I’ve spent this Memorial Day reading Flags of Our Fathers, stunned by the unimaginable horrors experienced by those who fought on Iwo Jima. This painting, which is based on the famous photograph of the flag-raising on Mount Suribachi, hangs in the Weslaco Museum. Weslaco, Texas, was home to the young man on the far right, the one anchoring the base of the pole. His name was Harlon Block. When his mother first saw the original photograph, she immediately knew it was her son, although it was several years before he was correctly identified officially. After the war, the man on the far left, Ira Hayes, hitchhiked from Arizona to south Texas to tell Harlon’s family what his mother had known all along–it really was him. She had changed too many diapers not to recognize her son’s rear end.
The battle for Iwo Jima lasted more than a month and most of it occurred after the raising of the American flag. The Japanese were entrenched in an extensive system of underground pillboxes and tunnels, and they fought to the death, refusing to surrender. More than 26,000 American men were killed or injured on the tiny island.
Harlon had entered the battle with the distinct impression that he would not survive. He had shared this presentiment with multiple friends and two of his siblings while he was on leave. They tried to encourage him and convince him otherwise, but the feeling never left him. Turns out he was right–six days after the flag-raising, he was killed in action.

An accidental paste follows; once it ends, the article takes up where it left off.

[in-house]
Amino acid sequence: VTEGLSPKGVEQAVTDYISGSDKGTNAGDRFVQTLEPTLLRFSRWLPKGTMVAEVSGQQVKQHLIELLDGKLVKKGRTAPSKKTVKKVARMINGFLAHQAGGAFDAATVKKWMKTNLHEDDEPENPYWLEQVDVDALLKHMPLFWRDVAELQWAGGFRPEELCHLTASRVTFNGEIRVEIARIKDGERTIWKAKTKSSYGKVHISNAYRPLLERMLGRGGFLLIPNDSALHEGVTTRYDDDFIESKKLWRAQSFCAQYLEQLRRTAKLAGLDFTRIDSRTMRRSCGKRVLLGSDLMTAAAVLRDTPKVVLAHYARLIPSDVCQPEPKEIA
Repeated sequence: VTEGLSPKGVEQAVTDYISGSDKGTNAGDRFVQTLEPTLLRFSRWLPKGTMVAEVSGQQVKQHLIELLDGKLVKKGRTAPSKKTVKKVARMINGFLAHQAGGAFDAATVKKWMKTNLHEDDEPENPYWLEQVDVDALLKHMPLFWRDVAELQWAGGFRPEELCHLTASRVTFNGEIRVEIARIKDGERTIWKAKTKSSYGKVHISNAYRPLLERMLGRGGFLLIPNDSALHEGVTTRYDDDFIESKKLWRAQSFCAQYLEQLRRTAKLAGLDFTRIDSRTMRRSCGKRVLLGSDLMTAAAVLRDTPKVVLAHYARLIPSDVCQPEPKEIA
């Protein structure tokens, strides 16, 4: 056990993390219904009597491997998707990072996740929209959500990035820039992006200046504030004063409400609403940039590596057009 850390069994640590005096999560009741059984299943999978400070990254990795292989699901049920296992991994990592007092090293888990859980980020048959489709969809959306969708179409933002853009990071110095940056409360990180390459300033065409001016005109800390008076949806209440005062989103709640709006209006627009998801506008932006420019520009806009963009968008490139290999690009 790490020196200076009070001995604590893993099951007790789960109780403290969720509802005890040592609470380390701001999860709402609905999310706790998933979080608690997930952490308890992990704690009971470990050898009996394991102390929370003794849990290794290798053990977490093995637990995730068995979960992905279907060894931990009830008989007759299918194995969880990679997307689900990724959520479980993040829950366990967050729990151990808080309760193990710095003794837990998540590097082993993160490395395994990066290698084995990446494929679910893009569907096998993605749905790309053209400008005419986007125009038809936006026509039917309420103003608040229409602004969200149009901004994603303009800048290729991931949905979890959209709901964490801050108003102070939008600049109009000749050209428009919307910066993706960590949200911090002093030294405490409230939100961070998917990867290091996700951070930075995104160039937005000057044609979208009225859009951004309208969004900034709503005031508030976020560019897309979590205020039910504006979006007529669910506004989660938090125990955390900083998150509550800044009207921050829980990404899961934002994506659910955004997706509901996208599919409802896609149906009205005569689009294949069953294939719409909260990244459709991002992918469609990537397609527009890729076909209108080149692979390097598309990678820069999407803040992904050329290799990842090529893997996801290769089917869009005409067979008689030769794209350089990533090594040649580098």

Harlon had been a high school football standout. His letter sweater, shown below, is also on display at the museum. The Weslaco Panthers were conference champions his senior year, and all thirteen of the senior football players enlisted in the Marines in January 1943. The school held a special midyear graduation ceremony before they left for the war.
One of his senior teammates, Leo LaDuke, was the younger brother of my great-aunt, Golda LaDuke Roberts. She is shown below, pointing to Leo’s photo at the Weslaco Museum, of which she was a tireless supporter. When Harlon insisted that he wouldn’t be coming back home, Leo promised to name his son after him. And he did.
After the war, Harlon’s body was brought back to Weslaco. Later, his remains were moved to the Marine Military Academy in nearby Harlingen, where he lies near the Iwo Jima memorial monument that was fashioned after the famous flag-raising photo. The makeshift cemetery on Iwo Jima where he and more than 6,000 fellow Marines were first buried bore this inscription:
When you go home
Tell them for us and say
For your tomorrow
We gave our today